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Cannabis flowers should be free of microbes, parasites, and mould, especially when produced for medical users. Irradiation is a controversial issue among cannabis consumers, yet it is considered a safe process for food and herb decontamination. How does irradiation impact cannabis—not to mention humans?
From the micro-grow up to the commercial operation, mould and bud rot are a main concern of any cannabis grower. Recognising the early signs of a mould infestation, and knowing how to prevent it, is perhaps one of the most crucial skills a grower needs to learn. Prevention is the best way to keep cannabis clear from infestation, and for sure it’s easier than trying to cure an infected plant. Treating mould and bud rot is tough work, and most of the time it’s better to simply remove and destroy infected plants.
Smoking or vaping mouldy cannabis flowers can be harmful and must be completely avoided. However, a tiny amount of potential pathogens might be contained even in properly dried, “clean” cannabis flowers—the same goes for vegetables. The inhalation of what remains of some of these organisms is perfectly tolerated by a healthy stoner, but those who use cannabis for medicinal purposes, or who have a compromised respiratory system, might be more at risk for developing health issues. That’s where the irradiated cannabis debate comes in.
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THE POST-HARVEST PROCESS OF IRRADIATION
The safety of food and herb irradiation has been debated for decades. When food is irradiated, high-frequency alpha or gamma rays kill E. coli, salmonella, and other microbes, as well as parasites and moulds. The United States first approved irradiation for food products in 1958, and for many years this process has been deemed safe by the World Health Organisation. Food irradiation is permitted by over 60 countries, but not on just any kind of food. Dried herbs, spices, potatoes, onions, wheat, and fresh and frozen ground beef are among the most commonly irradiated foods. Regulations usually state that irradiation shall not be used as a substitute for hygiene and good manufacturing or agricultural practices, and that radiation levels should be kept as low as possible.
MEDICAL CANNABIS MICROBIAL SAFETY STANDARDS
Pharmaceutical regulations specify that medical cannabis derivatives must comply to strict standards regarding microbial contamination. European, US, and Canadian standards for inhaled medical preparations require that certain pathogens, such as mould, are completely absent. Unfortunately, it’s not possible to grow and process cannabis plants under completely sterile conditions, nor keep contamination levels below the required limits.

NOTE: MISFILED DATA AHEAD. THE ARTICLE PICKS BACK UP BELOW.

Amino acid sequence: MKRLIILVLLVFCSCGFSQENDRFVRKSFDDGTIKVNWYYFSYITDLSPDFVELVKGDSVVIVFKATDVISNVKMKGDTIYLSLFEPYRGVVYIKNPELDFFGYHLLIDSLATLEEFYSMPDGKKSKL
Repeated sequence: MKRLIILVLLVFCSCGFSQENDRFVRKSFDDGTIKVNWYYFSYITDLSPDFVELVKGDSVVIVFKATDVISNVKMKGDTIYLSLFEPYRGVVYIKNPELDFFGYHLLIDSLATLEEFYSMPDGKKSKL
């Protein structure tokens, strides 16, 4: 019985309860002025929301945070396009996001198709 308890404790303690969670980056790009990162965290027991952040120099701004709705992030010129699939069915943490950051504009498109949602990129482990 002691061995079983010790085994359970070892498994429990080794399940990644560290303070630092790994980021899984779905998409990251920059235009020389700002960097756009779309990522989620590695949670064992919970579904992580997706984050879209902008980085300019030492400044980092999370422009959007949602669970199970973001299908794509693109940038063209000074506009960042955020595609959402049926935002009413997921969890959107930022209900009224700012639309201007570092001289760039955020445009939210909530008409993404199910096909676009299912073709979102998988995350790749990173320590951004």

Decontamination of medical cannabis is thus deemed a necessity, and the only option is to use ionising radiation because other decontamination treatments would alter the chemical content and texture of the flower. Nevertheless, many patients claim that cannabis products treated by irradiation have a different taste or effect, pointing to a change in the original biochemical content.
From the commercial medical cannabis grower’s standpoint, irradiation is often viewed as an irreplaceable way to ensure a safe and clean end product, even if a few of them claim they don’t require this process to secure contaminant-free cannabis.
A COMPROMISE BETWEEN RISKS AND BENEFITS
Almost all of the major cannabis brands officially approved for medical use employ irradiation. However, some patients argue that irradiated cannabis might not be as safe and effective as completely “natural” bud. And while it’s unlikely that irradiation is enough to adversely interact with our DNA or fundamental bodily processes, could it damage the terpene or cannabinoid content within cannabis flowers, thus altering the flavour and effects?
A study by cannabis researcher Arno Hazekamp, and commissioned by Dutch medical cannabis producer Bedrocan, evaluated the effects of irradiation on different cannabis varieties with a reliable methodology. Dried flower samples were analysed before and after a standard gamma-irradiation treatment. The irradiation didn’t change the general terpene profile, yet it slightly reduced the content of some terpenes. No reduction or alteration in THC or CBD content, humidity, or physical structure was observed. That said, this study is not without its flaws, and it will probably be a while before you start seeing home-growers irradiating their cannabis.
Current data supports the use of this highly regulated industrial process for medical cannabis flowers, at least until other, more advanced methods have been developed and implemented. Dan Sutton, founder and CEO of licensed BC cannabis producer Tantalus Labs, estimates that irradiation is used by about 80% of licensed Canadian cannabis cultivators to meet the stringent guidelines imposed by the Public Health Agency. The same trend is happening in Europe, while the improvement in hygienic standards for cultivation and processing is reducing irradiation levels to a minimum.
It doesn’t appear that properly irradiated cannabis is unsafe, so there’s probably no reason to worry about smoking it, and also no reason not to keep improving our home-growing technique and environment while we wait for more advanced methods to become accessible.
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